EMA launches pilot project on the use of raw data from clinical trials for regulatory decision-making


On 12 July, the European Medicines Agency (EMA) announced the launch of a pilot project to assess whether the analysis of ‘raw data’ from clinical trials by regulatory authorities improves the evaluation of applications for new medicines, or for post-authorisation applications. The pilot will also explore practical aspects of the submission and analysis of such data.

Raw data consists of individual patient data from clinical studies, stored in a structured electronic format that is directly accessible for analysis and visualisation. Examples of raw data include clinical laboratory results, imaging data, and patient medical charts, which are collected during the clinical research process. Currently, raw data is not routinely provided by organisations applying for the authorisation of new medicines, or applying to change the terms of an existing marketing authorisation.

The Human Medicines Committee (CHMP) is responsible for evaluating medicines that are submitted for marketing approval to the EMA. At the moment, during the evaluation process the CHMP receives patient data in an aggregated format, submitted by the applicant after statistical processing as clinical summaries or PDF listings. The CHMP scrutinises these summaries as part of the scientific evaluation of the benefits and risks of new medicines. This process typically results in several rounds of questions, in which the Committee may ask the applicant for methodological clarifications, re-analysis of data, or additional data. Although it is not part of the routine process, raw data have been requested by the CHMP on several occasions in the past when it was considered that it would be helpful in the evaluation of a new medicine.

The raw data project stems from one of the ten priority recommendations issued by the joint Big Data Task Force of EMA and the Heads of Medicines Agencies (HMA) in 2020, which highlighted the need to strengthen the regulatory capability to analyse data collected at individual patient level to better inform regulatory decision making. There are several potential benefits the analysis of raw data might bring, including faster evaluation through fewer questions being put to applicants and a better definition of the target treatment population. Raw data analysis may therefore enable faster and better access to new medicines for patients. To help guide the pilot project, an Advisory Group was established in 2021, consisting of representatives of EMA committees and working parties, including Alzheimer Europe, which is a member of the Patients and Consumers’ Working Party (PCWP).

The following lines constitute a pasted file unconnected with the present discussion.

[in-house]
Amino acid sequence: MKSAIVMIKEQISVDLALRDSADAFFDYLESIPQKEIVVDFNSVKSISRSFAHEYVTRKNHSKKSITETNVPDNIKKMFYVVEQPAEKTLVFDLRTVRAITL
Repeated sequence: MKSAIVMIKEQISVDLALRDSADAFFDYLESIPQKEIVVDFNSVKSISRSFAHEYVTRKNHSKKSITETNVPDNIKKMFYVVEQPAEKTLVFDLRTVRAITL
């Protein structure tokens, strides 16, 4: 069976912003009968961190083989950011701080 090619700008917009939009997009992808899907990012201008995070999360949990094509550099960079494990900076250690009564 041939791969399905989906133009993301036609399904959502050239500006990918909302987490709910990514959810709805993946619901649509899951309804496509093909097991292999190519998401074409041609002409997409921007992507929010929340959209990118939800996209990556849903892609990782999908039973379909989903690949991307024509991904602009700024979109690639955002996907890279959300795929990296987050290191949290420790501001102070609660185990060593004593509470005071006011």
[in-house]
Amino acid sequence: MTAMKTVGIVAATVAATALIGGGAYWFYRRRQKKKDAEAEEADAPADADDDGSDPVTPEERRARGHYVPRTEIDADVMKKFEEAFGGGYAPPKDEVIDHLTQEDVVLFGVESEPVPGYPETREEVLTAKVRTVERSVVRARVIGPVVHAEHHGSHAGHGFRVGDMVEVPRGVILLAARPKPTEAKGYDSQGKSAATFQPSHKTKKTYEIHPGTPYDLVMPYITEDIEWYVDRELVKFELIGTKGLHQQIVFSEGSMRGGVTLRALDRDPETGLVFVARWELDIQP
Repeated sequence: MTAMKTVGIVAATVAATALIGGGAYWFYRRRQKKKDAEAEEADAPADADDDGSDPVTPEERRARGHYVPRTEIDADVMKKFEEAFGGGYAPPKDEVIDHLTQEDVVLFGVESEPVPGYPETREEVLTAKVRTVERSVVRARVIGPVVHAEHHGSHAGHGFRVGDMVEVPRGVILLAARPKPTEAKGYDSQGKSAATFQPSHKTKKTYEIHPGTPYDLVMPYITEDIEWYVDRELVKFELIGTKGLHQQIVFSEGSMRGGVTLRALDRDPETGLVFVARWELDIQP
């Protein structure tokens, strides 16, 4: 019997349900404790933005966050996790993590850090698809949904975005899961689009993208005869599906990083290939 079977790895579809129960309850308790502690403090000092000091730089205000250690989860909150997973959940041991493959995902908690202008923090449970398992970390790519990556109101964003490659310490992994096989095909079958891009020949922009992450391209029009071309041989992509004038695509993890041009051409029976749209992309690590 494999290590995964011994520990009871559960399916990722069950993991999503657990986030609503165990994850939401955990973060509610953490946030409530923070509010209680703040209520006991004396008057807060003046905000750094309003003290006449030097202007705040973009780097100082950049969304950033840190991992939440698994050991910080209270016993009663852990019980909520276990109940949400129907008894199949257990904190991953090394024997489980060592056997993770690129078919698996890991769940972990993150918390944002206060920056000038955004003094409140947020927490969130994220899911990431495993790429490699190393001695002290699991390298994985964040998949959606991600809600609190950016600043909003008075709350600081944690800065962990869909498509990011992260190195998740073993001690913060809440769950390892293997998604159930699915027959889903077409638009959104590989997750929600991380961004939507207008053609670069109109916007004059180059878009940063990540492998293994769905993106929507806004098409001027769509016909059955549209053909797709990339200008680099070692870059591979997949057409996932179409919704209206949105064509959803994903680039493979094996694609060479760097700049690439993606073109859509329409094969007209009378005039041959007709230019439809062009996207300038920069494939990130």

Pilot participation is open to applicants that are about to submit marketing authorisation applications or post-authorisation applications to EMA. If selected, they will include raw data as part of their submissions. The pilot is expected to last up to two years and will include approximately ten regulatory procedures submitted to EMA from September 2022. The pilot will fully comply with data protection legislation requirements. Upon the completion of the pilot, EMA will organise a workshop with relevant stakeholders to discuss the learnings and will also publish a summary report.

More information on the pilot’s objectives and on the terms of participation is available in the description of the pilot to industry, which can be found here.